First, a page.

There is no situation that could be determined in advance (and a legal right must clear in advance), wherein an abortion is "properly illegal," because the individual rights of the woman are always at stake. If her rights are not at stake, she is already dead. Any actual or apparent conflicts of the rights of individuals, are extremely rare by nature (if they exist). And any such case, if it exists, is by definition a borderline case. A borderline case with regard to some supposed conflict of individual rights is UNCLEAR by nature, and so cannot be used as a basis for "clarifying" when individual rights are "properly illegal." Individual rights are NEVER "properly illegal."

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I don't think you were saying I was trying to condone a unilateral ban on abortion, I just wanted to clarify how the formulation in the OP distinguishes the situation where its properly illegal.

There is no situation that could be determined in advance (and a legal right must clear in advance), wherein an abortion is "properly illegal," because the individual rights of the woman are always at stake. If her rights are not at stake, she is already dead. Any actual or apparent conflicts of the rights of individuals, are extremely rare by nature (if they exist). And any such case, if it exists, is by definition a borderline case. A borderline case with regard to some supposed conflict of individual rights is UNCLEAR by nature, and so cannot be used as a basis for "clarifying" when individual rights are "properly illegal." Individual rights are NEVER "properly illegal."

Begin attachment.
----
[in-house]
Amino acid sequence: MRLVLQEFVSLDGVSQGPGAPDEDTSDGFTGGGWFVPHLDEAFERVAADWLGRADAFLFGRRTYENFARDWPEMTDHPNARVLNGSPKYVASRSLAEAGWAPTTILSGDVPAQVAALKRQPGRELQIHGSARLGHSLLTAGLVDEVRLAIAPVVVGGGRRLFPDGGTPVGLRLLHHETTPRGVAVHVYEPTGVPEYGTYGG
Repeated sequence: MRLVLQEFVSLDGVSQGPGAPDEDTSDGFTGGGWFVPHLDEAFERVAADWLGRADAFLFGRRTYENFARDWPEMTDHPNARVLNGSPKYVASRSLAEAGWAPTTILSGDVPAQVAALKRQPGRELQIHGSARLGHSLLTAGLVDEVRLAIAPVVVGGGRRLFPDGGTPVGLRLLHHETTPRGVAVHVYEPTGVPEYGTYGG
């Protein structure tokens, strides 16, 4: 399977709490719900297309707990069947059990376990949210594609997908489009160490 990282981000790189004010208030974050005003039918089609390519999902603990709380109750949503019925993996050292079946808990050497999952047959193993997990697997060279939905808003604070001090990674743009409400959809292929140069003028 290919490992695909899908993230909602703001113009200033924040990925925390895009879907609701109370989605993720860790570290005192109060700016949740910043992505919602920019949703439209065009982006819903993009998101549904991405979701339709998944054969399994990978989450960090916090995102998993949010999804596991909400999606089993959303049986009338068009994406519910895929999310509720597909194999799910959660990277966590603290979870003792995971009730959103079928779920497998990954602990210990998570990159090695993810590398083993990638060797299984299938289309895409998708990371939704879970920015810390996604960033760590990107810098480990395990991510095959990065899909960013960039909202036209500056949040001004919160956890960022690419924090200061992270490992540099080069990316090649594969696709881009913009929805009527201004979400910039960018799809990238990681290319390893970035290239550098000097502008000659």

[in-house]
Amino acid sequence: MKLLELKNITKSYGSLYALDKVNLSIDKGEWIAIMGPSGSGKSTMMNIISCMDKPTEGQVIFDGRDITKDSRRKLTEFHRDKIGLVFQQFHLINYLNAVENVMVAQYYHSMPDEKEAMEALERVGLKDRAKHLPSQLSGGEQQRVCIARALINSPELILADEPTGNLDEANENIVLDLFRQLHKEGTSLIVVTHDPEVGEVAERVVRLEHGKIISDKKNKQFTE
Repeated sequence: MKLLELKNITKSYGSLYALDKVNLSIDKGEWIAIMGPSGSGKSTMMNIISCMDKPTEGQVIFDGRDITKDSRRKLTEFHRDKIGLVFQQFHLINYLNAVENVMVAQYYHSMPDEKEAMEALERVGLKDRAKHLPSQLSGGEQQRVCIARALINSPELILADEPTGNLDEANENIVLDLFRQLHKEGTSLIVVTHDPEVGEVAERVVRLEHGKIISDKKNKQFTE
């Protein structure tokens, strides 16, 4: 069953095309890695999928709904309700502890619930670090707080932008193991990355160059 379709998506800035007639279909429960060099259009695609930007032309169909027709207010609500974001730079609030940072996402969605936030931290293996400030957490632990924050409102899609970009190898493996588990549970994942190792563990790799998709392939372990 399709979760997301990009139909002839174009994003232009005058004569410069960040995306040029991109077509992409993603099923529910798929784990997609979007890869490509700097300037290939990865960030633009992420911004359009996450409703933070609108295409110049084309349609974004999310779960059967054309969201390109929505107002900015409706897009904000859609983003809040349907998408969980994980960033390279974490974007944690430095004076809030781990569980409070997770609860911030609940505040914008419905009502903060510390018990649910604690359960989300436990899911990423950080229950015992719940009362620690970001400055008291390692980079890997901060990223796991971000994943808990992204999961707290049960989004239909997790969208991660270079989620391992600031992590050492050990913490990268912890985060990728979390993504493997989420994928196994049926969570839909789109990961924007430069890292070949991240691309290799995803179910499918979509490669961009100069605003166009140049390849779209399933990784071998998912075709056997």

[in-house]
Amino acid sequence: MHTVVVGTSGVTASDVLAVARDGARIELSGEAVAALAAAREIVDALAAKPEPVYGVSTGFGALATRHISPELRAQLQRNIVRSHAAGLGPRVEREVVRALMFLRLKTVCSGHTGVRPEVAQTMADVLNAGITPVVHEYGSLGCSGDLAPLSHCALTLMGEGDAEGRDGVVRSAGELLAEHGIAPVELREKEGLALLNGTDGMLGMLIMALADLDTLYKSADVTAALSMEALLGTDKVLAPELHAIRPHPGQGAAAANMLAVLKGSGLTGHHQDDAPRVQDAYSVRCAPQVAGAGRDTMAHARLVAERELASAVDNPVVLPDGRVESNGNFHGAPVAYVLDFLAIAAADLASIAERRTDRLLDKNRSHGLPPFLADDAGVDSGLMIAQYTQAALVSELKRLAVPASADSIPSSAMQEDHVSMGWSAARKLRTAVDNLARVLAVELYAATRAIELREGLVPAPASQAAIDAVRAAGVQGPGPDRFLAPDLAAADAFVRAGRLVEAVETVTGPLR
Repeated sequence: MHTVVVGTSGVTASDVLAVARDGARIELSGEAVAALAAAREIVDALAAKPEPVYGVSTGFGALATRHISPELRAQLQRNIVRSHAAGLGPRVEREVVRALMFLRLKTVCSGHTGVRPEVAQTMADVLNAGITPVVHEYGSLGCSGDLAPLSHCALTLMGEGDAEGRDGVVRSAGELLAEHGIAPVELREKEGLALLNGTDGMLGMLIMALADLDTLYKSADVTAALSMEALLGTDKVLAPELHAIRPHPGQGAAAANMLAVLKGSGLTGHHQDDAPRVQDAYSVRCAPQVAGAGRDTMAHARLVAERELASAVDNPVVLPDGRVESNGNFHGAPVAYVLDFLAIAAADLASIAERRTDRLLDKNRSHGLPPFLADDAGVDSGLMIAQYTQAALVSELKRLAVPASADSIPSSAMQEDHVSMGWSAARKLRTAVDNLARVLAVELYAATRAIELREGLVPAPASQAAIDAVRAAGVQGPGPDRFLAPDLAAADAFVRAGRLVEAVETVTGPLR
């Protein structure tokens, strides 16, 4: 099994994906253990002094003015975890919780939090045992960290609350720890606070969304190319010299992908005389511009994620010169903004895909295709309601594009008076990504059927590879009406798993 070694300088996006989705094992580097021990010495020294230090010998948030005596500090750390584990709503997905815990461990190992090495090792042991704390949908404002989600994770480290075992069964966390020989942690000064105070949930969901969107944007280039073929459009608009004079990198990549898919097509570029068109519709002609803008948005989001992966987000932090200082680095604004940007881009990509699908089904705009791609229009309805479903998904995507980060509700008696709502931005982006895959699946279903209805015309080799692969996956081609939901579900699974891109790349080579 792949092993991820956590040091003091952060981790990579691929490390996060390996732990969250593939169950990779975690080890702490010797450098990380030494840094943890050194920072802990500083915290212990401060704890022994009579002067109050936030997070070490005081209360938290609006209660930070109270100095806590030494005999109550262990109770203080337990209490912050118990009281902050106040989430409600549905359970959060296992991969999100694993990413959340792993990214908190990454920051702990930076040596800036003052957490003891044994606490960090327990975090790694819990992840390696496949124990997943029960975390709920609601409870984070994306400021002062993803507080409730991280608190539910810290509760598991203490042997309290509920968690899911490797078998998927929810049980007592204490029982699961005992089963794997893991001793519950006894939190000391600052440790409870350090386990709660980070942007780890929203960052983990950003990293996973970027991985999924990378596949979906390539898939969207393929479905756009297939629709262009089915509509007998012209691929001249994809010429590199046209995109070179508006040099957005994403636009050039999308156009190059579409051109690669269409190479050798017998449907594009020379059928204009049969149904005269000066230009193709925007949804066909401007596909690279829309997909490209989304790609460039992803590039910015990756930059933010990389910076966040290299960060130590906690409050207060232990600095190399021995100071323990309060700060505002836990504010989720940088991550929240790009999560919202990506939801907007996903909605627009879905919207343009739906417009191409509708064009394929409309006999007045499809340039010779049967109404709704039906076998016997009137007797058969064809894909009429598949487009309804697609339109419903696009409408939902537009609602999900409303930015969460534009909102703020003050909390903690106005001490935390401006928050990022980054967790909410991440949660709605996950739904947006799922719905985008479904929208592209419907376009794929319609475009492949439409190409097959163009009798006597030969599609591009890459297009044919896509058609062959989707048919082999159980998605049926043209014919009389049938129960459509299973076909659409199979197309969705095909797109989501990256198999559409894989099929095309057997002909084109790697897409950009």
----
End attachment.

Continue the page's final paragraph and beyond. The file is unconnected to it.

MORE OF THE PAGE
I don't see an apparent conflict of rights in this situation, and a borderline case only develops extremely rarely, as the figures Betsy posted suggests.

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When did the name change from late term abortion to ''partial birth''?

It makes it sound like if the baby is killed while it is given birth to, wich is certainly not the case.